My name is Brandon Hollis Hall and I am the Prison Support Coordinator for the Georgia Justice Project. I come to Atlanta and the project through my year-long commitment to live in solidarity with the poor through the non-profit organization Mission Year. Every year, GJP selects a year long volunteer to fill the position of Prison Support Coordinator, so I feel very privileged to fill this role for 2009-2010. I am originally from rural Kentucky, so Atlanta has taken me quite some time to get used to. While here at the project I have met some of the most amazing and intelligent people, and I have met them in the prisons all throughout Georgia.
Each week I travel to different prisons throughout the state, to visit with and correspond with the GJP clients’ unfortunate enough to receive prison sentences. These men open up to me almost immediately as GJP is for some the only outside contact they receive. I have found my faith strengthened, and my heart filled by the stories that these men tell. Some share with me about remorse for the past. Some share stories of gratitude for the visits they receive from the folks at GJP. In every case though, they teach me that for every alleged crime, there is a face, and a story. In America often we strip humanity from those who commit crimes, and write them off, no matter the circumstances or the manner in which the crimes were committed. I have seen with my own eyes, and heard with my own ears, stories of released men not able to find jobs because of a blemish upon their record. Without ANGELS like the folks at GJP, these men would have no hope for job opportunities, or resources with which to find them.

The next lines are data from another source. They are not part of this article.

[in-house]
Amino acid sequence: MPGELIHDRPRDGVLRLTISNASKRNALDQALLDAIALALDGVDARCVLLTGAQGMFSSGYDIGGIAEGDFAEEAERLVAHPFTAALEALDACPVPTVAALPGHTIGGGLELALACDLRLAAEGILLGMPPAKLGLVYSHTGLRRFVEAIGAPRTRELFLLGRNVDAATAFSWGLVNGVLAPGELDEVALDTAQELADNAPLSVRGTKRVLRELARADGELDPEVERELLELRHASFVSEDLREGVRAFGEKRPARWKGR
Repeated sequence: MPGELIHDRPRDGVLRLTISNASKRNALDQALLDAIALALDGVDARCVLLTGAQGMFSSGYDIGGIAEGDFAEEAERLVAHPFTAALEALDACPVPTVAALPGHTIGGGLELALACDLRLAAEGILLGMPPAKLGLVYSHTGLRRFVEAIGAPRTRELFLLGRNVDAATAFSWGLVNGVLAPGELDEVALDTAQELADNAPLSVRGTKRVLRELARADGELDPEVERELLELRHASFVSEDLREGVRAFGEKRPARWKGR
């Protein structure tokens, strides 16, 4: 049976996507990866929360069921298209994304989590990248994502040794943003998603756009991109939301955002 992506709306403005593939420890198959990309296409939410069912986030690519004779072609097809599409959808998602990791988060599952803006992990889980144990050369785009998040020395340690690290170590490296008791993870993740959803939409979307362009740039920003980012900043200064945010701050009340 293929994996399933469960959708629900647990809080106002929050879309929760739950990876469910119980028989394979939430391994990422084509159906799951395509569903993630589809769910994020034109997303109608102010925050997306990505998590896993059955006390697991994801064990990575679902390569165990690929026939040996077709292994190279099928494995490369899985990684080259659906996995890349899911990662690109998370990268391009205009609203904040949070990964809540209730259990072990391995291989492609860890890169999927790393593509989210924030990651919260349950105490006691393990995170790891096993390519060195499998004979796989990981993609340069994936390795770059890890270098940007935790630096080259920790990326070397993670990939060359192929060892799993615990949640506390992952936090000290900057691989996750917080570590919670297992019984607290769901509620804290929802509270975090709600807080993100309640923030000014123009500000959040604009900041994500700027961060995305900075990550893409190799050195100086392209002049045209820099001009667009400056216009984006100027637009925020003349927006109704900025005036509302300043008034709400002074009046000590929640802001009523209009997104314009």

GJP stands by their clients win or lose. The goal is breaking the cycle of poverty, not just simply representing people in court. If our clients win, we celebrate, we help them with employment through our in-house landscaping business NHL, among other things. We offer them much needed support and guidance through our in-house social service department. If our clients do end up serving time in prison, we go to the prisons to visit them. We send Christmas packages, we write, we let them know that there is somebody in the world that refuses to simply write them off. Upon release, all of our different teams within the building band together to best assist a healthy re-entry into society for the newly released. GJP has shown me that the words, JUSTICE, FAITH, and PRESERVENCE are obtainable. They have given a face to stories, and for that I am thankful. Feel free to email me at, Brandon@gjp.org for specific stories, or information.
Brandon Hollis Hall
Georgia Justice Project
Prison Support Coordinator